Next, I will talk about the process of how I approach analyzing an opportunity. I usually start with the business itself, trying to understand the business model, industry landscape & whether there is moat around the business. Then I will move on to balance sheet, to get an idea of what assets it has, last to its profitability (i.e. income statement). There are well documented metrics and valuation methods for analyzing the latter two, but the first (also the most important, in my opinion) item – business analysis – may worth more elaboration.
I use a self-developed “Sun Tzu’s 5 factors” method to analyze businesses. Sun Tzu’s classical military treatise, The Art of War, starts with the 5 most important factors affecting wars: Tao/Dao (道), Meteorology (天), Topography (地), Commander (将), System (法).
1. Tao/Dao, as a term, is very hard to interpret (even for Chinese) because Taoism thinks the essence of the universe is not describable, thus intentionally keep it as general as possible. It is commonly interpreted as “morality” in this context as Sun Tzu elaborates it in subsequent texts saying “Tao causes the people to be in complete accord with their ruler, so that they will follow him regardless of their lives, undismayed by any danger”. In my framework for business analysis, I extend it a bit to include more “spiritual” consideration of a company.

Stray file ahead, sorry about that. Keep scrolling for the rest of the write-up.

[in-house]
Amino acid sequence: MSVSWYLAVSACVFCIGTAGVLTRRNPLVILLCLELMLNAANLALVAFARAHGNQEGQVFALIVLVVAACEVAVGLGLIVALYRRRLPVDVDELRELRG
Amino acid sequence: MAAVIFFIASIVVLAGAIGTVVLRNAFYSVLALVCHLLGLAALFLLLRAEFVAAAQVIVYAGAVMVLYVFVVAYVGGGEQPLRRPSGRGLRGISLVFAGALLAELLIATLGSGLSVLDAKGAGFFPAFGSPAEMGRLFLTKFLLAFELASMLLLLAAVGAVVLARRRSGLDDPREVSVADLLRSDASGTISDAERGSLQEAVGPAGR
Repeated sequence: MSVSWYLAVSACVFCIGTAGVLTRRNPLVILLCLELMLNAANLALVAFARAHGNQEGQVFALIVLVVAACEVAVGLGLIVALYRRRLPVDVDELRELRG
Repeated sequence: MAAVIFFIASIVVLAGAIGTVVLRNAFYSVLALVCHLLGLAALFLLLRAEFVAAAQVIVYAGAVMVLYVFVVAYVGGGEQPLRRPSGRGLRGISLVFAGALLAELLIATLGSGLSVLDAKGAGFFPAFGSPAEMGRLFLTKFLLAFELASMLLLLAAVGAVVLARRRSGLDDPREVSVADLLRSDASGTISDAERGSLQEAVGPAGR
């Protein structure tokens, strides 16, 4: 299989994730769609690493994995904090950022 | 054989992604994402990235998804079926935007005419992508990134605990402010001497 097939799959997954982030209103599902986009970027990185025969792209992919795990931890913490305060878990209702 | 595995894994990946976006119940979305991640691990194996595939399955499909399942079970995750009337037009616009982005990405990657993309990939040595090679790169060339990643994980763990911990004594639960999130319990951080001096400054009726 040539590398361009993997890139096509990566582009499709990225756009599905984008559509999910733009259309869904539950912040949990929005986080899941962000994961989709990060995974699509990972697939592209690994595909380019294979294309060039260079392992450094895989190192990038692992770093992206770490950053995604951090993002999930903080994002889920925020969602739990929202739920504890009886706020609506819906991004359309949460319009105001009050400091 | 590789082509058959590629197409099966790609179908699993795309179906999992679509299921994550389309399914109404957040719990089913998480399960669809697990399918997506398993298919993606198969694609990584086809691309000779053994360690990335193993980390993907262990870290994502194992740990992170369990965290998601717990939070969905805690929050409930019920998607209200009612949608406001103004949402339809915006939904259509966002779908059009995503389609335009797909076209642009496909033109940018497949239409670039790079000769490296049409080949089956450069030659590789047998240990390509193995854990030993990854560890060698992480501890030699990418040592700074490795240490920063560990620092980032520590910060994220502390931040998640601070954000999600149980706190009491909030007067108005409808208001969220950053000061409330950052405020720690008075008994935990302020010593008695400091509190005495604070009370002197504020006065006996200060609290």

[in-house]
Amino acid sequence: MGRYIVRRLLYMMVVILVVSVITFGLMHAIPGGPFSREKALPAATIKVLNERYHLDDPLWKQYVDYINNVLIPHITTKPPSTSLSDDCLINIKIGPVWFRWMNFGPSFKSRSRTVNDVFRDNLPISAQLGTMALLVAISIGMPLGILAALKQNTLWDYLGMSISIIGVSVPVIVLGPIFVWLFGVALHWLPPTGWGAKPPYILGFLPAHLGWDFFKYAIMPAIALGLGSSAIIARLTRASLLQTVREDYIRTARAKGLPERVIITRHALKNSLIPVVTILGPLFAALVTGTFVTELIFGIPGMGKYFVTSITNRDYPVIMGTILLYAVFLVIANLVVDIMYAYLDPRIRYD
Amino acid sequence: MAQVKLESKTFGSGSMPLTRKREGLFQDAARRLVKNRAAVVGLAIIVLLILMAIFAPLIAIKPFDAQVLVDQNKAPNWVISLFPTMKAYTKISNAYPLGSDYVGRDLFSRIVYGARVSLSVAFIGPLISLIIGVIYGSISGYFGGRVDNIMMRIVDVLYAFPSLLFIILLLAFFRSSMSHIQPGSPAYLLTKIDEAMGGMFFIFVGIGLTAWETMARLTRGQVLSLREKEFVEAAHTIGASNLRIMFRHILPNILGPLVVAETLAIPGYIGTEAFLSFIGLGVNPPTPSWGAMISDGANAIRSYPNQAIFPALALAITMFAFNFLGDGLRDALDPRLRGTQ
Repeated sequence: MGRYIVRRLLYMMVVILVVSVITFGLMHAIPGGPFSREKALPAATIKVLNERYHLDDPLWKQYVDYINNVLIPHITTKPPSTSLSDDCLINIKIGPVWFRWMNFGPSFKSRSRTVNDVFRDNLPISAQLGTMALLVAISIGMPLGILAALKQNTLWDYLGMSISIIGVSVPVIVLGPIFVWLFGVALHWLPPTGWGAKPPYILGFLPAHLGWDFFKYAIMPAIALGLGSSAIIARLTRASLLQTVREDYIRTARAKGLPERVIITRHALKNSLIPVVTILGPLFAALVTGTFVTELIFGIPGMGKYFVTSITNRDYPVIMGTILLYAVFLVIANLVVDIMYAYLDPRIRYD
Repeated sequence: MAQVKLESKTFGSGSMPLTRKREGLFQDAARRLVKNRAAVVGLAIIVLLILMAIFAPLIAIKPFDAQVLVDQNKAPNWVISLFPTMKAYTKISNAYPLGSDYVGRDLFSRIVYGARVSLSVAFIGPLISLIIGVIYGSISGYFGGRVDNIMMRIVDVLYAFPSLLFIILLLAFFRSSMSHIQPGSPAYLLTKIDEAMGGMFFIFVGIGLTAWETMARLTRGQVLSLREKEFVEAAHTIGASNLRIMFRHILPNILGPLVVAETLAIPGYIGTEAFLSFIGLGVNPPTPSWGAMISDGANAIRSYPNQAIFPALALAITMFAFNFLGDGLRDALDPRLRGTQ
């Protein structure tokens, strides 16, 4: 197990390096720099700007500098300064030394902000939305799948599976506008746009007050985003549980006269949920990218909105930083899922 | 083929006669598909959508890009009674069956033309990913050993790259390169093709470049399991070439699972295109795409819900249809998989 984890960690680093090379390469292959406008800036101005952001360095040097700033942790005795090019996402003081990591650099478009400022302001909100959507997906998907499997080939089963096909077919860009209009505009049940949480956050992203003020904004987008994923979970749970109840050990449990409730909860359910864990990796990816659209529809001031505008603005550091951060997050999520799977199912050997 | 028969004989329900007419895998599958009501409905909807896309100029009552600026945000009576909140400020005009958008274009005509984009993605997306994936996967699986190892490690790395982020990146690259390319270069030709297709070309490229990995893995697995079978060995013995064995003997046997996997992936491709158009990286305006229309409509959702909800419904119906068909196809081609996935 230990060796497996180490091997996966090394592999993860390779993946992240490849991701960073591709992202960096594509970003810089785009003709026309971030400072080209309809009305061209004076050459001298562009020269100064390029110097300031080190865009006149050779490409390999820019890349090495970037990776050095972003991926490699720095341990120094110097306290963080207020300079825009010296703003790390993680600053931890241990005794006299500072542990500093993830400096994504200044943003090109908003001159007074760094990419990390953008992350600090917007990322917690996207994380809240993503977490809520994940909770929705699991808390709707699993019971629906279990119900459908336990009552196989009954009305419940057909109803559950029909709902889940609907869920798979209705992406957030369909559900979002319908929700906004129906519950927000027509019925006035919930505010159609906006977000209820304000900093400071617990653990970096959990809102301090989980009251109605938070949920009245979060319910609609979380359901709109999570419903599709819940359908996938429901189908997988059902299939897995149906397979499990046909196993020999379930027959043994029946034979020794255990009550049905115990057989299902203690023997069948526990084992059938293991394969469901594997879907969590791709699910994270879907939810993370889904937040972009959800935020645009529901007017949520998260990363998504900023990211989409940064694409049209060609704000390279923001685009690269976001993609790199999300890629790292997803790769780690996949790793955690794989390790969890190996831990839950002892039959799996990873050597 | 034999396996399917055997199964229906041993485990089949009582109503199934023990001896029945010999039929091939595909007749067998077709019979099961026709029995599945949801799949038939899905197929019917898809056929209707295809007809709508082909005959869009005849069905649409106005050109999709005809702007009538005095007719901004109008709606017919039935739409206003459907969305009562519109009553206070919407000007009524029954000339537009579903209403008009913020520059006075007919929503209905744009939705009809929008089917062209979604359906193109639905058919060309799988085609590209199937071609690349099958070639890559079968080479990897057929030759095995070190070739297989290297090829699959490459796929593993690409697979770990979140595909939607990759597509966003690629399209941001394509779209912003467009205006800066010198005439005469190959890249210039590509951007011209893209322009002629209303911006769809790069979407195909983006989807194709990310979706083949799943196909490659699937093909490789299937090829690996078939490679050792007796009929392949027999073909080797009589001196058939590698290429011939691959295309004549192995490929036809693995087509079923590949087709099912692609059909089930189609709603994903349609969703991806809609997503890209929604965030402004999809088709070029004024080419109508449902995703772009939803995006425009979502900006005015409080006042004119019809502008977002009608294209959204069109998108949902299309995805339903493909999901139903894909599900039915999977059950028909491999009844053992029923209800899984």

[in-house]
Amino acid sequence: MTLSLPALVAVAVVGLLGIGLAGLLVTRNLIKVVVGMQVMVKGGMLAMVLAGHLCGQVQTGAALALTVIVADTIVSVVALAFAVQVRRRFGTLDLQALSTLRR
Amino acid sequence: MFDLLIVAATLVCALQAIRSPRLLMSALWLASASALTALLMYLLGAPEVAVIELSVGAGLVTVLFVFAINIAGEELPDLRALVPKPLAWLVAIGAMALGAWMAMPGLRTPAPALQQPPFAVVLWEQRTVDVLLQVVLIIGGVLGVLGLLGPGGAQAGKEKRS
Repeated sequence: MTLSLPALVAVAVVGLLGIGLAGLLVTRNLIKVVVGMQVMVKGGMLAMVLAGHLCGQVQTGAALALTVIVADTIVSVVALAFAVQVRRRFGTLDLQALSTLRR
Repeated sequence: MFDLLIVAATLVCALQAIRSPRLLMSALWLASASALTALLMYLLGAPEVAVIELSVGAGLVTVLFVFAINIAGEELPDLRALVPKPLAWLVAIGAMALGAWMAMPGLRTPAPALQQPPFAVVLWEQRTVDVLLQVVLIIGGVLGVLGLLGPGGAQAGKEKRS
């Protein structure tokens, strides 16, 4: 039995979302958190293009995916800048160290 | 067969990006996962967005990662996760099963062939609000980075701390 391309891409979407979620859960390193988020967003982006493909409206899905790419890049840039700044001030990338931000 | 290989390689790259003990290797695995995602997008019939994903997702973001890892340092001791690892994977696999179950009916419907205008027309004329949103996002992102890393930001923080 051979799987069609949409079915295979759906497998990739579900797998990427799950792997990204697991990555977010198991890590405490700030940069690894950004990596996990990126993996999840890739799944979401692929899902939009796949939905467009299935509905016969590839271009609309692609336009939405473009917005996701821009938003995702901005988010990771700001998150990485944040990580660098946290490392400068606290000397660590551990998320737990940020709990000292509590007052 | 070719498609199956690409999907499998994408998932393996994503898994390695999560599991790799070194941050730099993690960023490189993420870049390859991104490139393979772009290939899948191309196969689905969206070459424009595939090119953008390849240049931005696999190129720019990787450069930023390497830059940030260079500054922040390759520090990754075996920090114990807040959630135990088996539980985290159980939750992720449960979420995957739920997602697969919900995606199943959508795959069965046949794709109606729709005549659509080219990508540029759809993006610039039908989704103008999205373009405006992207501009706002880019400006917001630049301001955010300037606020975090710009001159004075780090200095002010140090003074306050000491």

- Mission/Purpose – Does the company have a big mission/purpose? What societal problem is this business trying to address? How much is the business meaningful for the society?
- Morality – Does the company always adopt moral and prudent business practices?
- Sense of the Position in the Value Chain– Does the company understand the value it creates for the world? And only take fair return for the value it created? (This is a different angle asked for the same idea Buffett had about “having pricing power but not abusing it”.)
- Benefit to All Constituents – Does the business create value for all constituents (including suppliers, employees, customers and the society)? Does the business have support and belief from all the constituents?